"[I]deas are not any how and at random produced, there being a certain order and connexion between them, like to that of cause and effect: there are also several combinations of them, made in a very regular and artificial manner, which seem like so many instruments in the hand of nature, that being hid, as it were, behind the scenes, have a secret operation in producing those appearances which are seen on the theatre of the world"
— Berkeley, George (1685-1753)
(Part I, §64, p. 68)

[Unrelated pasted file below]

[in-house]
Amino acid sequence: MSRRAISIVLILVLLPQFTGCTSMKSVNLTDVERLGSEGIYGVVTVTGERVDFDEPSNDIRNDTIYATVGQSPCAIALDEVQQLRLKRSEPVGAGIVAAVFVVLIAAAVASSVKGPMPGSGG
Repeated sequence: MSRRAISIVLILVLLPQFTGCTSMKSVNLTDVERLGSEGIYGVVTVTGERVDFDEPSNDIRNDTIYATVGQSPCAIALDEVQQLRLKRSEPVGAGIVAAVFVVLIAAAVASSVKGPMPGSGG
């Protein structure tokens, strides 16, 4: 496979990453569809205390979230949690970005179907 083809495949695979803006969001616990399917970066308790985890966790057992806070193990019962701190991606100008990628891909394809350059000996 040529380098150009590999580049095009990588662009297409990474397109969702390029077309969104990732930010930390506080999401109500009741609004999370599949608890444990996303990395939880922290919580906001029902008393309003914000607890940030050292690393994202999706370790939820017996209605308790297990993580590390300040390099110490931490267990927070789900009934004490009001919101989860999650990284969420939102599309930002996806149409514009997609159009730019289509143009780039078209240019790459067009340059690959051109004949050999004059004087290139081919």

See also Tonson's London edition: A Treatise Concerning the Principles of Human Knowledge. Wherein the Chief Causes of Error and Difficulty in the Sciences, with the Grounds of Scepticism, Atheism, and Irreligion, are Inquired Into. First Printed in the Year 1710. To Which are Added Three Dialogues between Hylas and Philonous, in Opposition to Scepticks and Atheists. First Printed in the Year 1713. Both Written by George Berkeley, M. A. Fellow of Trinity-College, Dublin (London: Jacob Tonson, 1734). <Link to ECCO>
Text from Past Masters digitized version, based on second edition of 1734. From The Works of George Berkeley, ed. T. E. Jessop and A. A. Luce, vol. ii (Desirée Park: Thomas Nelson, 1979).